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Ritu R Gill

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    ES09 - How I Do It - Real World Issues in the Diagnosis and Treatment of Metastatic NSCLC (ID 12)

    • Event: WCLC 2019
    • Type: Educational Session
    • Track: Treatment in the Real World - Support, Survivorship, Systems Research
    • Presentations: 1
    • Now Available
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      ES09.02 - How I Report Imaging for Assessment of Responses to Targeted Therapies vs. Immune Checkpoint Inhibitors vs. Chemotherapy (Now Available) (ID 3200)

      13:30 - 15:00  |  Presenting Author(s): Ritu R Gill

      • Abstract
      • Presentation
      • Slides


      How I Report Imaging for Assessment of Responses to Targeted Therapies vs. Immune Checkpoint Inhibitors vs. Chemotherapy

      Response assessment is an integral part of radiological reporting in tumor imaging. Our daily workflow includes diagnostic evalaution, determining resectability and response assessment. The radiology template and format is determined by the indication of the exam, and the clinical report may not include detail of all the lesions, but is a synopsis of the findings and an overview of the disease state and longitudinal change on the current therapy. In general our clinical reports do not have details related to detailed response categories and criteria. Response assessment is reported through a separate portal, which is generally overseen by the clinical trials office.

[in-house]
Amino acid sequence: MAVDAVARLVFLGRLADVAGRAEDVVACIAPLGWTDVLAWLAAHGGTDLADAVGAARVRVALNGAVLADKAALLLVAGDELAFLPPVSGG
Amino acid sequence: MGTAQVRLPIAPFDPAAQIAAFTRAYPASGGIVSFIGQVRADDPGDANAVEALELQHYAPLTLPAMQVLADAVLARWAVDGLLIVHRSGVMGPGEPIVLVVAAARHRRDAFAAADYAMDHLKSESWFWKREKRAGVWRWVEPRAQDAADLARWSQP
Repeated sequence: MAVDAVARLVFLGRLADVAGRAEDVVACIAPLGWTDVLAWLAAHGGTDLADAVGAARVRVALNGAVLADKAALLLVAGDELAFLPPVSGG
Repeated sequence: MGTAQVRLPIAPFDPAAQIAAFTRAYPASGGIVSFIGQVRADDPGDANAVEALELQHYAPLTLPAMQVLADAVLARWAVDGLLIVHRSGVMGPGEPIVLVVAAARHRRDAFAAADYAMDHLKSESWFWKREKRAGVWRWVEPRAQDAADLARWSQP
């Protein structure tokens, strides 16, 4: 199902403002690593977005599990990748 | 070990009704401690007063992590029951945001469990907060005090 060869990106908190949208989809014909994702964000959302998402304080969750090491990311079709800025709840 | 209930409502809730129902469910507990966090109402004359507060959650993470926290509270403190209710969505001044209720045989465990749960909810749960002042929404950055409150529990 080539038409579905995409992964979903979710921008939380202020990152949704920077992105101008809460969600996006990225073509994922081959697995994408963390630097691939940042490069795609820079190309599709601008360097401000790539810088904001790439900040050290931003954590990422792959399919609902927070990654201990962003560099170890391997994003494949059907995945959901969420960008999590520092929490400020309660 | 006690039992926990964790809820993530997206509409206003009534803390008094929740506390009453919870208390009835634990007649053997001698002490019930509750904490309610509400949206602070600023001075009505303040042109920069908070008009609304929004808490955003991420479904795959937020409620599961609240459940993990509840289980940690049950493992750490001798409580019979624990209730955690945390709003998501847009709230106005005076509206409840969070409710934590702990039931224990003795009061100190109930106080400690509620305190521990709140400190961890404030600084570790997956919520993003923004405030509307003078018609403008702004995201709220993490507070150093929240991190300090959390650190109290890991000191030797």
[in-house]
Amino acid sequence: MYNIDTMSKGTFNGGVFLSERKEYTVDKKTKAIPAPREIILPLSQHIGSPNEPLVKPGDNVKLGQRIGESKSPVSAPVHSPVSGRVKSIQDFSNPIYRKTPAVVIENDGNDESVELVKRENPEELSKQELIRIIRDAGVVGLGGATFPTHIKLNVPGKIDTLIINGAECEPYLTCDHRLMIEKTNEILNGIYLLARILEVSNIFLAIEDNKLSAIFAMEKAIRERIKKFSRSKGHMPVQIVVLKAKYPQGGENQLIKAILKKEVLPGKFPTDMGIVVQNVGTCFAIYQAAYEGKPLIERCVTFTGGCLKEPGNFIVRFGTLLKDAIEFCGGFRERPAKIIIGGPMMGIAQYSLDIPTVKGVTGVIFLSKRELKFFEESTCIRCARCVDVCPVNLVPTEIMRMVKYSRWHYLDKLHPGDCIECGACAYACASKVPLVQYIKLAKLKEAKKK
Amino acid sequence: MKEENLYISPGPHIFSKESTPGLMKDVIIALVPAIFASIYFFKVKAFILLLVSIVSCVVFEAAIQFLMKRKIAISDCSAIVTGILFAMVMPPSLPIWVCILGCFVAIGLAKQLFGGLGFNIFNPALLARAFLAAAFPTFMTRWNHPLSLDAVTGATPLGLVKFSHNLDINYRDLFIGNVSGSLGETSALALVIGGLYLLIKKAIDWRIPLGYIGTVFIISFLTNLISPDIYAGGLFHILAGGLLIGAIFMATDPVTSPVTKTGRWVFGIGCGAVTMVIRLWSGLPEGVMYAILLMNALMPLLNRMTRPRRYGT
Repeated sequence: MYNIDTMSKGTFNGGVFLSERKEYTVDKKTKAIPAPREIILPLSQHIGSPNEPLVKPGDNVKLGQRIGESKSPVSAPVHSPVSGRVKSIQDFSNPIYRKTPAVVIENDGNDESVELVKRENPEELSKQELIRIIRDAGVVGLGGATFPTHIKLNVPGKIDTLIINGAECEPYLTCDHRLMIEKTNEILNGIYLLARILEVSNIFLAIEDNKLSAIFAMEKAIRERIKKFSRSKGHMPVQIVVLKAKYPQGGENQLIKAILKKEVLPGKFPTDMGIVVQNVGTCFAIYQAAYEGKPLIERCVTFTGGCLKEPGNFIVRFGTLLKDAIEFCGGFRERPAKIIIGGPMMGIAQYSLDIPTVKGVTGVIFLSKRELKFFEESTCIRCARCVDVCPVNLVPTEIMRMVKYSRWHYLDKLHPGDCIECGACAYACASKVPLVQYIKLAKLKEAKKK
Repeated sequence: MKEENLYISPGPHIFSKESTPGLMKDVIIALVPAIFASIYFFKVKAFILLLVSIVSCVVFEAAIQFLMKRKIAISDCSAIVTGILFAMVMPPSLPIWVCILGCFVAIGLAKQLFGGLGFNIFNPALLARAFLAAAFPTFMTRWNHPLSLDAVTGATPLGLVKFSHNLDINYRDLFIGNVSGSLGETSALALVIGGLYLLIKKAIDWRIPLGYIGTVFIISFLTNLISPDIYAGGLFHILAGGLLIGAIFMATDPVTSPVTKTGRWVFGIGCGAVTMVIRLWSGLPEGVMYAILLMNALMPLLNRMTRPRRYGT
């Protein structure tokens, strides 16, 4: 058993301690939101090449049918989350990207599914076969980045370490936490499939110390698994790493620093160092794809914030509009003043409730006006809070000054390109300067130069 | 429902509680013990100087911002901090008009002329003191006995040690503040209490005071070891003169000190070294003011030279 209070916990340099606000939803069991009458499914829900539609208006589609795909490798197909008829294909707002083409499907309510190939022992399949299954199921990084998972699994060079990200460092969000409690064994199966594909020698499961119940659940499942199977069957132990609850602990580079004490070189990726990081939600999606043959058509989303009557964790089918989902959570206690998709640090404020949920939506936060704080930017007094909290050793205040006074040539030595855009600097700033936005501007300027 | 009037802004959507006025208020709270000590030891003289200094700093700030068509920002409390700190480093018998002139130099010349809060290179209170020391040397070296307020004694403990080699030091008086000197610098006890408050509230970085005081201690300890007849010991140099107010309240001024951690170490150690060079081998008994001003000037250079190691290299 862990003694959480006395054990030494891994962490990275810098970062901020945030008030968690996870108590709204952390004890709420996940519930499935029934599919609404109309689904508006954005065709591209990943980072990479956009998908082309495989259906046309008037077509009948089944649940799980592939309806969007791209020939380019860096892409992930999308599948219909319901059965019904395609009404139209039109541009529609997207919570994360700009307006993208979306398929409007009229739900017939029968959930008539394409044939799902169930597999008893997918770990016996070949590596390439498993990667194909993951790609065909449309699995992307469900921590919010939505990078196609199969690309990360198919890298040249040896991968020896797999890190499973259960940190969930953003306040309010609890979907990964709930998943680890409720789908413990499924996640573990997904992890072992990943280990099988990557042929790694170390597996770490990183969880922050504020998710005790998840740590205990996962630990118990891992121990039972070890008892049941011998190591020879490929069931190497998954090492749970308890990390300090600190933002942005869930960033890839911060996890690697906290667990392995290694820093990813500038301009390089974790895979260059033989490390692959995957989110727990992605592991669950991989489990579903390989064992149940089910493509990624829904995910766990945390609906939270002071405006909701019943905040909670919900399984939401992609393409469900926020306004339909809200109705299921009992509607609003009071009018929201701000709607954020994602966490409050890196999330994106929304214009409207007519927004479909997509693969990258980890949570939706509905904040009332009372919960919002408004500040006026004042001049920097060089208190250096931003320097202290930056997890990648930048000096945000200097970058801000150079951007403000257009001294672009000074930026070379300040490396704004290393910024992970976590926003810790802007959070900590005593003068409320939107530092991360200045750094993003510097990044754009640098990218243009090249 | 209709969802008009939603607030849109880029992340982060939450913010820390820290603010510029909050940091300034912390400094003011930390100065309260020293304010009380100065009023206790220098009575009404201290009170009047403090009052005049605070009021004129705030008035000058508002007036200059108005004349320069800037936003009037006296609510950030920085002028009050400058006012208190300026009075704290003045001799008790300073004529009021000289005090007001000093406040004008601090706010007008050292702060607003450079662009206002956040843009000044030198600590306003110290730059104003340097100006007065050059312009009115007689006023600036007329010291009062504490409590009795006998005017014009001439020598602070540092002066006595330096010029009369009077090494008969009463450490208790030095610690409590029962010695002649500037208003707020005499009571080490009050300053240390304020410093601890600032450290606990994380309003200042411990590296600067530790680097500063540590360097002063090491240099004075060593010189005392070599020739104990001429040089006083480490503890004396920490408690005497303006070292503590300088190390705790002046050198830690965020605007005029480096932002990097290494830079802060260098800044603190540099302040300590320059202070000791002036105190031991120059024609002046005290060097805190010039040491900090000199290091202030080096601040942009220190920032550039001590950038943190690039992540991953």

Response to therapy is the primary endpoint in most Phase I and II clinical trials. The response criteria to be used and primary and secondary endpoints are detailed in the study protocols based on the type of drug being used. In the era of precision medicine, the traditional response criteria have been evaluated and modified to assess response in targeted and immune therapies. The immune response criteria were developed to follow delayed healing and pseudoprogression. This presentation will discuss details on how I assess response in the context of chemotherapy, targeted therapy and immunotherapy.

      Assessment of response to chemotherapy was performed using RECIST initially published in 2000 and revised in 2009(1,2). In the current practice RECIST 1.1 is used unless specified by the study protocol. The study protocol will detail the modality technique, duration and reporting criteria. In general the detailed protocol will prove information on the modality of choice. In traditional chemotherapy, the effect of cytotoxic drugs results in gross rumor reduction in most cases. Most trials require more than I independent reviewers, and may have an onsite review and a central review for confirmation of response.

      Targeted therapies require matching the right gene mutation to the right pharmaceutical agent, which improves the efficacy and the effectiveness of therapy. Response assessment is on similar lines as chemotherapy. However, response beyond RECIST progression may be allowed on investigator discretion, if the tumor is progressing very slowly and the subject is asymptomatic. In patients with EGFR-mutant NSCLC treated with EGFRTKI, continued EGFR-TKI therapy may be indicated in those patients with progressive disease as these tumors grow slowly over many months and some tumor cells may remain sensitive to EGFR-TKI (3). Erlotinib and crizotinib are commonly continued beyond RECIST progression, because of an initial dramatic response followed by slow progression over many months in relatively asymptomatic patients.